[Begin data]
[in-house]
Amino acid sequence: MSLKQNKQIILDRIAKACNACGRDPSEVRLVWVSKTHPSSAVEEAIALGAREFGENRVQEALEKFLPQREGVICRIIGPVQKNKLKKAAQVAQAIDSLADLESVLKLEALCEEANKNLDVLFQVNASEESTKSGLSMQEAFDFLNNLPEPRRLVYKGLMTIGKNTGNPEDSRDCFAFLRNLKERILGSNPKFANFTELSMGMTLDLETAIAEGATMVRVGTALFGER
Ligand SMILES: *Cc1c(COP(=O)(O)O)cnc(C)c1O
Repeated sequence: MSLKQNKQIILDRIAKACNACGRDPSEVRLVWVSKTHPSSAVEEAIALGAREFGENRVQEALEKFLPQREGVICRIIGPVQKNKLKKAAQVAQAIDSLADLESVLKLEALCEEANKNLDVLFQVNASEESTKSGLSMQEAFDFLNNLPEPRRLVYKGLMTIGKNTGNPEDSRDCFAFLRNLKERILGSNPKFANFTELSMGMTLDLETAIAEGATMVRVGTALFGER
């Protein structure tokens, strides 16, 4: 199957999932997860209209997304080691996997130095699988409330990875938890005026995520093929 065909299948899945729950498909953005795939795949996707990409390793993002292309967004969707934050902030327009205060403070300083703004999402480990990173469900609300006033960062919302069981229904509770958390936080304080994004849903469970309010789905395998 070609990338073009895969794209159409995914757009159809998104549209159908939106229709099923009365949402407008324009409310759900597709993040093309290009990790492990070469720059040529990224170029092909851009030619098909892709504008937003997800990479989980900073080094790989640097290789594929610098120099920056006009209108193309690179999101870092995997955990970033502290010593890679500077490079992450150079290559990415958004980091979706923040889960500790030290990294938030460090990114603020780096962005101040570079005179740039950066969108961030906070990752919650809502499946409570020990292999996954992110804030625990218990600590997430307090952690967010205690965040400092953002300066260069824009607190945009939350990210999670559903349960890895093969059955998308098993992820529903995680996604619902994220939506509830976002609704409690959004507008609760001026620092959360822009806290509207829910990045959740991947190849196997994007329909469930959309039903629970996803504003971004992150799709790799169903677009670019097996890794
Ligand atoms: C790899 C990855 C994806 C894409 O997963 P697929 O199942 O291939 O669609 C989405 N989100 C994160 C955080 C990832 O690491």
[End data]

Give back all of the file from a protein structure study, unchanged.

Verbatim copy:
[in-house]
Amino acid sequence: MSLKQNKQIILDRIAKACNACGRDPSEVRLVWVSKTHPSSAVEEAIALGAREFGENRVQEALEKFLPQREGVICRIIGPVQKNKLKKAAQVAQAIDSLADLESVLKLEALCEEANKNLDVLFQVNASEESTKSGLSMQEAFDFLNNLPEPRRLVYKGLMTIGKNTGNPEDSRDCFAFLRNLKERILGSNPKFANFTELSMGMTLDLETAIAEGATMVRVGTALFGER
Ligand SMILES: *Cc1c(COP(=O)(O)O)cnc(C)c1O
Repeated sequence: MSLKQNKQIILDRIAKACNACGRDPSEVRLVWVSKTHPSSAVEEAIALGAREFGENRVQEALEKFLPQREGVICRIIGPVQKNKLKKAAQVAQAIDSLADLESVLKLEALCEEANKNLDVLFQVNASEESTKSGLSMQEAFDFLNNLPEPRRLVYKGLMTIGKNTGNPEDSRDCFAFLRNLKERILGSNPKFANFTELSMGMTLDLETAIAEGATMVRVGTALFGER
């Protein structure tokens, strides 16, 4: 199957999932997860209209997304080691996997130095699988409330990875938890005026995520093929 065909299948899945729950498909953005795939795949996707990409390793993002292309967004969707934050902030327009205060403070300083703004999402480990990173469900609300006033960062919302069981229904509770958390936080304080994004849903469970309010789905395998 070609990338073009895969794209159409995914757009159809998104549209159908939106229709099923009365949402407008324009409310759900597709993040093309290009990790492990070469720059040529990224170029092909851009030619098909892709504008937003997800990479989980900073080094790989640097290789594929610098120099920056006009209108193309690179999101870092995997955990970033502290010593890679500077490079992450150079290559990415958004980091979706923040889960500790030290990294938030460090990114603020780096962005101040570079005179740039950066969108961030906070990752919650809502499946409570020990292999996954992110804030625990218990600590997430307090952690967010205690965040400092953002300066260069824009607190945009939350990210999670559903349960890895093969059955998308098993992820529903995680996604619902994220939506509830976002609704409690959004507008609760001026620092959360822009806290509207829910990045959740991947190849196997994007329909469930959309039903629970996803504003971004992150799709790799169903677009670019097996890794
Ligand atoms: C790899 C990855 C994806 C894409 O997963 P697929 O199942 O291939 O669609 C989405 N989100 C994160 C955080 C990832 O690491």